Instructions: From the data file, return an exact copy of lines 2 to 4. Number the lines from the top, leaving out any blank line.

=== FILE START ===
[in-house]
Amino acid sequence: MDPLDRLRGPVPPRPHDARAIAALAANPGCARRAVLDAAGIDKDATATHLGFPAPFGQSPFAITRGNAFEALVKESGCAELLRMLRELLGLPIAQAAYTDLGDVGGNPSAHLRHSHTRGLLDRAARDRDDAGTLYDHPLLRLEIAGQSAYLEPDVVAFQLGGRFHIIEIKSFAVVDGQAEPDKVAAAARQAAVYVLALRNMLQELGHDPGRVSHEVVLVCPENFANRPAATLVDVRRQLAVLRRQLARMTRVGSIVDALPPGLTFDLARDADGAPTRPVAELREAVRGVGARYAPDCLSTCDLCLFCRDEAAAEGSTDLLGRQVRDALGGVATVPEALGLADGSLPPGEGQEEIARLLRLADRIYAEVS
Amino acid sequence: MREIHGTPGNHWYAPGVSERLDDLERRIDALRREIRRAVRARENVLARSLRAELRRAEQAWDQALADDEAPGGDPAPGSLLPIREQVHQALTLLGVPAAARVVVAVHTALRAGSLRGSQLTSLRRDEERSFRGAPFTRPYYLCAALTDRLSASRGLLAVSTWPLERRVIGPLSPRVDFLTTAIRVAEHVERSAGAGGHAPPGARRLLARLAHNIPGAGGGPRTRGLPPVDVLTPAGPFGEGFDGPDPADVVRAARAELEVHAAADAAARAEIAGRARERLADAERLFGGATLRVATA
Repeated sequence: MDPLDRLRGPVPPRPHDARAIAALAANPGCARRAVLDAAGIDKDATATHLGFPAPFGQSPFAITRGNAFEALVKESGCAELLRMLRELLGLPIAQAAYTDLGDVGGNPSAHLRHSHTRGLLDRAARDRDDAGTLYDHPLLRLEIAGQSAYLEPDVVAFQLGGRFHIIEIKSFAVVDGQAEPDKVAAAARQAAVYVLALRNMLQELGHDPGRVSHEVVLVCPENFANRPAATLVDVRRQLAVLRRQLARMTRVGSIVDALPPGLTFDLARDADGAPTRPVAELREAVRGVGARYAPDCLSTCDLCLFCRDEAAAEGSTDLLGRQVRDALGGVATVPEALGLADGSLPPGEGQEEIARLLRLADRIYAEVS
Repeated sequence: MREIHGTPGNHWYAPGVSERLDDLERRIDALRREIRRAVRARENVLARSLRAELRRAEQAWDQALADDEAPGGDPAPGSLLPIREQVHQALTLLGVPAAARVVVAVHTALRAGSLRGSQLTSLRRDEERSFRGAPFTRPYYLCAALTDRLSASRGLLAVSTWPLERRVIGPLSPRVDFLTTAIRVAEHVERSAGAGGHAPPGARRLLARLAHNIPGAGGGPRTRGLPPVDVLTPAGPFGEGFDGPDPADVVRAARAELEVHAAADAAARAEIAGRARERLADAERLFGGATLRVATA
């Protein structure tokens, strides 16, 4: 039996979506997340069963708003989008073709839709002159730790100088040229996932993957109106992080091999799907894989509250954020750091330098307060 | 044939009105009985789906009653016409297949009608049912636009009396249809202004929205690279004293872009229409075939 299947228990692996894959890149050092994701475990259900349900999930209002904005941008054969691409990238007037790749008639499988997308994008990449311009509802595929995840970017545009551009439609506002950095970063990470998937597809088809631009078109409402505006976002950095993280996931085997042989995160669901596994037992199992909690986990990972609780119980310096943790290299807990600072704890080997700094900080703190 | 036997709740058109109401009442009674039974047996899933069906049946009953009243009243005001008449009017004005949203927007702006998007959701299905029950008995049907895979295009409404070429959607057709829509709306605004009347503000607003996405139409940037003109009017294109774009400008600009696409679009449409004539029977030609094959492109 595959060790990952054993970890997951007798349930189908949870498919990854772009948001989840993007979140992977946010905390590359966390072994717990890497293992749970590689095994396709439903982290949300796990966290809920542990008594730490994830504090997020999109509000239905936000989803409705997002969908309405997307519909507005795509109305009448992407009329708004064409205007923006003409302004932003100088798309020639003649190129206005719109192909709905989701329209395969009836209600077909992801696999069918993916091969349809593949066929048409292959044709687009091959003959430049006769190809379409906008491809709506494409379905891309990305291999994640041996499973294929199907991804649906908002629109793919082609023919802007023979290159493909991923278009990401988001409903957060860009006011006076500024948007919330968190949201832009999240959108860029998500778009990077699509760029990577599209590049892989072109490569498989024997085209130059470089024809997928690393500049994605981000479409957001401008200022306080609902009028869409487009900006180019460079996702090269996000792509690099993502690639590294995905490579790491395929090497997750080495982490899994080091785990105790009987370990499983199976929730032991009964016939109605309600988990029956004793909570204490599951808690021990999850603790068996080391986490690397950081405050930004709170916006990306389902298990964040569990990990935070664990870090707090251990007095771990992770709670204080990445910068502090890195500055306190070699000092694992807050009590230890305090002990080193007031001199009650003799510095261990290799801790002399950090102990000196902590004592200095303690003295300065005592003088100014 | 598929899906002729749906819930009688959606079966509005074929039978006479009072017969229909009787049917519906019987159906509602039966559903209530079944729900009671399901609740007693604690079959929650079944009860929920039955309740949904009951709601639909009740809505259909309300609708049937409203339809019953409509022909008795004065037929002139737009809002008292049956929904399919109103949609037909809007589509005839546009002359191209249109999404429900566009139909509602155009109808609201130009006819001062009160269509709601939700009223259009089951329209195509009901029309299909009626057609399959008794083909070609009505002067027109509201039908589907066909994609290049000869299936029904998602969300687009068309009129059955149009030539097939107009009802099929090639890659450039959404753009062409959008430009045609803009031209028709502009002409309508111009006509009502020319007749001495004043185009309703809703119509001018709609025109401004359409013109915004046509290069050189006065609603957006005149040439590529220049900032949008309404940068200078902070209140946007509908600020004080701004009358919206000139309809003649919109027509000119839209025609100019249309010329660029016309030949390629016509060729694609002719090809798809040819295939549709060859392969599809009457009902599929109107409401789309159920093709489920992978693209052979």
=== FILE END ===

Amino acid sequence: MDPLDRLRGPVPPRPHDARAIAALAANPGCARRAVLDAAGIDKDATATHLGFPAPFGQSPFAITRGNAFEALVKESGCAELLRMLRELLGLPIAQAAYTDLGDVGGNPSAHLRHSHTRGLLDRAARDRDDAGTLYDHPLLRLEIAGQSAYLEPDVVAFQLGGRFHIIEIKSFAVVDGQAEPDKVAAAARQAAVYVLALRNMLQELGHDPGRVSHEVVLVCPENFANRPAATLVDVRRQLAVLRRQLARMTRVGSIVDALPPGLTFDLARDADGAPTRPVAELREAVRGVGARYAPDCLSTCDLCLFCRDEAAAEGSTDLLGRQVRDALGGVATVPEALGLADGSLPPGEGQEEIARLLRLADRIYAEVS
Amino acid sequence: MREIHGTPGNHWYAPGVSERLDDLERRIDALRREIRRAVRARENVLARSLRAELRRAEQAWDQALADDEAPGGDPAPGSLLPIREQVHQALTLLGVPAAARVVVAVHTALRAGSLRGSQLTSLRRDEERSFRGAPFTRPYYLCAALTDRLSASRGLLAVSTWPLERRVIGPLSPRVDFLTTAIRVAEHVERSAGAGGHAPPGARRLLARLAHNIPGAGGGPRTRGLPPVDVLTPAGPFGEGFDGPDPADVVRAARAELEVHAAADAAARAEIAGRARERLADAERLFGGATLRVATA
Repeated sequence: MDPLDRLRGPVPPRPHDARAIAALAANPGCARRAVLDAAGIDKDATATHLGFPAPFGQSPFAITRGNAFEALVKESGCAELLRMLRELLGLPIAQAAYTDLGDVGGNPSAHLRHSHTRGLLDRAARDRDDAGTLYDHPLLRLEIAGQSAYLEPDVVAFQLGGRFHIIEIKSFAVVDGQAEPDKVAAAARQAAVYVLALRNMLQELGHDPGRVSHEVVLVCPENFANRPAATLVDVRRQLAVLRRQLARMTRVGSIVDALPPGLTFDLARDADGAPTRPVAELREAVRGVGARYAPDCLSTCDLCLFCRDEAAAEGSTDLLGRQVRDALGGVATVPEALGLADGSLPPGEGQEEIARLLRLADRIYAEVS